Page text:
Tuesday, March 8, 2016

The Passion of NoBo

28th & Palo Pkwy
Iris & 47th Street
In Boulder, we've grown accustomed to "cone zones," where road maintenance is taking place. The influx of new residents to Boulder County is like the gold rush of a century ago, and the roads need fixing to keep up with the demand.

But if you look at the Daily Camera's list of road maintenance sites,
it doesn't include most of the places that have been under construction for an extended period but which still affect traffic flow. North 28th Street (new pipelines, new subdivision at Kalmia) is an example. The big open pit at 28th and Canyon Blvd. (it's been going
on so long we can't remember what it's destined to be. Am I right?). The big open pit at 30th and Pearl (we hear that will be a Google complex--someday.) The 20-story crane towering over the
two-block-long chasm downtown that used to be the Camera building. The burgeoning Boulder Junction stretching from 30th Street eastward. And many more in the works, including permanently affordable housing in Gunbarrel. And that's not including the nightmare of the widening of
US 36 (the Boulder-Denver Turnpike) that has been under way for more than three years or the chronic oversubscription of I-70 by semi trucks and skiing enthusiasts.

Former Wonderland Creek bike trail
The boom in construction in Boulder is touted by our leaders as a sign
of the pent-up demand that accumulated since the 2008 Great Recession. Long-time residents have been shocked by the huge amount of
tear down, build up happening in our city.

Bearing the brunt of this change is North Boulder. Several
neighborhoods tried to slow things down by proposing an
ill-thought-out change to the city charter that would allow them a say
in projects directly affecting them. Of course, the change was voted
down 2 to 1 by the city as a whole. Only a revolt by Boulder as a whole against the "right-sizing" of Folsom and Iris Streets to remove traffic lanes in favor of bicycle lanes made a dent in the go-go-approve-everything drive of our city planning department. Unfortunately, bad planning led to a cessation of a project that probably would have actually been beneficial.

But the fact remains that North Boulder neighborhoods are being affected disproportionately by all this construction "maintenance" and development.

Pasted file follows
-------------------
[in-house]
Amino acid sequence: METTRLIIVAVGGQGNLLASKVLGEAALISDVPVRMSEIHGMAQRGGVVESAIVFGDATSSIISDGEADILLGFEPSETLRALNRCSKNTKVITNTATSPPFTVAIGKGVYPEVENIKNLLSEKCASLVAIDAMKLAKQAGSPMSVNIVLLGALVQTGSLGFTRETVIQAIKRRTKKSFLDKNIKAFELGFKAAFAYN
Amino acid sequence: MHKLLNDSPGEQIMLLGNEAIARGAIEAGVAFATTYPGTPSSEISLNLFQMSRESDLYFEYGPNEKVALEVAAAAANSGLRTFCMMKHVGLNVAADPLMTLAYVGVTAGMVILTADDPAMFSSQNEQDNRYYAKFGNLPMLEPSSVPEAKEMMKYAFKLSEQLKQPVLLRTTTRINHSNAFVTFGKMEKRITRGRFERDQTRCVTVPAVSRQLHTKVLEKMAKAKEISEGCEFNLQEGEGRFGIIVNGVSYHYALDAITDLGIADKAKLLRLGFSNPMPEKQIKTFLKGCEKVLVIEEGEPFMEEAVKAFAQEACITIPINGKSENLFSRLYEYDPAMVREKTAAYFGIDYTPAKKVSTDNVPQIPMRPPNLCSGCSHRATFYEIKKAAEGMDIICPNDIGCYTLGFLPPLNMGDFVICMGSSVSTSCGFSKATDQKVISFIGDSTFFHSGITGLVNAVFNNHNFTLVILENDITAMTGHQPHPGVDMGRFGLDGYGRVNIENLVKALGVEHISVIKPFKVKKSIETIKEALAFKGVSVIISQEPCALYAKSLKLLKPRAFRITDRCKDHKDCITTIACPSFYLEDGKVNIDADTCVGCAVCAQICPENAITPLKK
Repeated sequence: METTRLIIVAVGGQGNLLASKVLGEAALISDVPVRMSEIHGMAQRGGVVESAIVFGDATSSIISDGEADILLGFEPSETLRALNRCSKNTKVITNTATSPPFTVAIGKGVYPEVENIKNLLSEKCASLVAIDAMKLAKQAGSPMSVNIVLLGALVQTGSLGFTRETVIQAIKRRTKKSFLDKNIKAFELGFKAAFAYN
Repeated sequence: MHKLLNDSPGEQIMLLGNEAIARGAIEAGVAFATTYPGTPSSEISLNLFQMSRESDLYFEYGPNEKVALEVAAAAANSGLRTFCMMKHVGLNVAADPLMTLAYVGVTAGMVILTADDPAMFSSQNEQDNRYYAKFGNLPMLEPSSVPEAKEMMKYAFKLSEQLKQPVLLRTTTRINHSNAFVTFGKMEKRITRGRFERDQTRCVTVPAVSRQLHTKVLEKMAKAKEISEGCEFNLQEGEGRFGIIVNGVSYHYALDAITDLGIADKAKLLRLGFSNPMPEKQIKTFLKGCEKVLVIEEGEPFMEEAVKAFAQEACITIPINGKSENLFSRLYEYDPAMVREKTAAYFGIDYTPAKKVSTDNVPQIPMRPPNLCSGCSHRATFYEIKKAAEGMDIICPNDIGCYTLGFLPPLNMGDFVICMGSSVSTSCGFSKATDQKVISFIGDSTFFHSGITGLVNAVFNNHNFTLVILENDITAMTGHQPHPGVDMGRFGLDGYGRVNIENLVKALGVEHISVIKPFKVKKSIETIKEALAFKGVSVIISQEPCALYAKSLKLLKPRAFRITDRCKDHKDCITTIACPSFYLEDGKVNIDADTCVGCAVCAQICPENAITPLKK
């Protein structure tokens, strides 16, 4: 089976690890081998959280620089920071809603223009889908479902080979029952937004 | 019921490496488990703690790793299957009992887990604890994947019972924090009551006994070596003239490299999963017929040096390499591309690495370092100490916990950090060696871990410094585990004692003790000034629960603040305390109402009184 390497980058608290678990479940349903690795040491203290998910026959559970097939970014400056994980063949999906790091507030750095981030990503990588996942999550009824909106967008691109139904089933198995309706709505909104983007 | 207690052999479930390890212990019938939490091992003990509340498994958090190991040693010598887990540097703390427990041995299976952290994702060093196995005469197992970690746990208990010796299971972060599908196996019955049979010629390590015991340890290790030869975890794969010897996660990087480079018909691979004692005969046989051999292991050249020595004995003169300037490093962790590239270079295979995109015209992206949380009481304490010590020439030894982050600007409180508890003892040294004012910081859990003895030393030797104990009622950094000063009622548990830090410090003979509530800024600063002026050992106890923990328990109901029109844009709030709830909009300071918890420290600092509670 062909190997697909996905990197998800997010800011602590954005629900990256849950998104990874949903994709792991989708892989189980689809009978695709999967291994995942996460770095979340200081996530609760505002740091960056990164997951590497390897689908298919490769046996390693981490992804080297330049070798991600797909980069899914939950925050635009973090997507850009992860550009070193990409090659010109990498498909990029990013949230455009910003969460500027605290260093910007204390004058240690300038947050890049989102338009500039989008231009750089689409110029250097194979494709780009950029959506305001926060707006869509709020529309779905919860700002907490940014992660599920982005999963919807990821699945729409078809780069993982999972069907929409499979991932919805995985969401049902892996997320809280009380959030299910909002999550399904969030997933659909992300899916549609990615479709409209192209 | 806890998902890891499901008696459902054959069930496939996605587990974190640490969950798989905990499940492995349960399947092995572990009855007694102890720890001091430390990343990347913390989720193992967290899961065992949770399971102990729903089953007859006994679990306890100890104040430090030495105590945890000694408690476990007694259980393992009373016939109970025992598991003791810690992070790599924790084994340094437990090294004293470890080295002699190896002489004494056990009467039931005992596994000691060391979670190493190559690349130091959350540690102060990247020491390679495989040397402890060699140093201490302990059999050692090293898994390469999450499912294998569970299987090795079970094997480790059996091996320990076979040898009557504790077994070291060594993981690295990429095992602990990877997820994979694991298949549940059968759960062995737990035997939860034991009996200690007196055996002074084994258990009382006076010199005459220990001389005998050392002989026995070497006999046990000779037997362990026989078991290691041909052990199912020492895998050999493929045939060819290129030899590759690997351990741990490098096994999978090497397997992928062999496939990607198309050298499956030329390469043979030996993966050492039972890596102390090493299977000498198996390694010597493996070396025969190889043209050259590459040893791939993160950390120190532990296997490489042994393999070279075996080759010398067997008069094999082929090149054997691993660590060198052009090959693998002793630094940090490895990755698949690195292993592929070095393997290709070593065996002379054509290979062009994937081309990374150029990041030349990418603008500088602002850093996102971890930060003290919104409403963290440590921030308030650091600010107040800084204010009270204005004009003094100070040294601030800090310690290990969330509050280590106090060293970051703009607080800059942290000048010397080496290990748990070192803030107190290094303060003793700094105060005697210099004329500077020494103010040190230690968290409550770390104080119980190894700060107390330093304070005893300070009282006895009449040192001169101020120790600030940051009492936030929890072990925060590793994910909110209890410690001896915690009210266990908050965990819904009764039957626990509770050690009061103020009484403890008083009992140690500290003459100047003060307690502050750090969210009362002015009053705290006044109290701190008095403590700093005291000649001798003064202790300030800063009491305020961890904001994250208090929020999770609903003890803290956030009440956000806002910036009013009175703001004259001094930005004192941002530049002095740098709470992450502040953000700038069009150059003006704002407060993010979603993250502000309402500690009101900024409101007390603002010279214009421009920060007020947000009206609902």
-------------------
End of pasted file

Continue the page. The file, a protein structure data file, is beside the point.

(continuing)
This is evident when I try to leave my neighborhood in Four Mile Creek. The Iris Street construction went ahead anyway, so leaving from the east (47th Street) side of the neighborhood has become a permanent yet ever-changing cone zone.

No problem. Right. Just head west, toward 28th Street. Oh, wrong. That's being torn up for pipeline replacement.

Well, it's a nice day. How about riding my bike over to the Safeway? Woops, the Wonderland Creek bike path connector's been closed for construction of a new subdivision near Palo Park, while hundreds of trees are unceremoniously ripped from the riverbed.

Well, maybe ride the bike (putting up with tracing through the Iris construction) from the east side and taking the Goose Creek bike trail toward Whole Foods. That's in better shape after two years of construction at Boulder Junction. Yeek! The bike corridor is now a narrow canyon with high stone walls, offering no visibility of the additional walkers and bikers pouring down onto Goose Creek from Boulder Junction.

There's no bus service within a one-mile walking distance, but two new developments abutting Four Mile Creek, Palo Park, and Northfield Commons have been proposed, one already approved, and one postponed (along Iris).

Here's the deal. I can't get out of my neighborhood without a lot of stress. I can't get into or out of Boulder without a lot of stress. I'm feeling trapped in a city that is choking on its own progress. And NIMBY is not an option, unlike in central neighborhoods like Goss-Grove.

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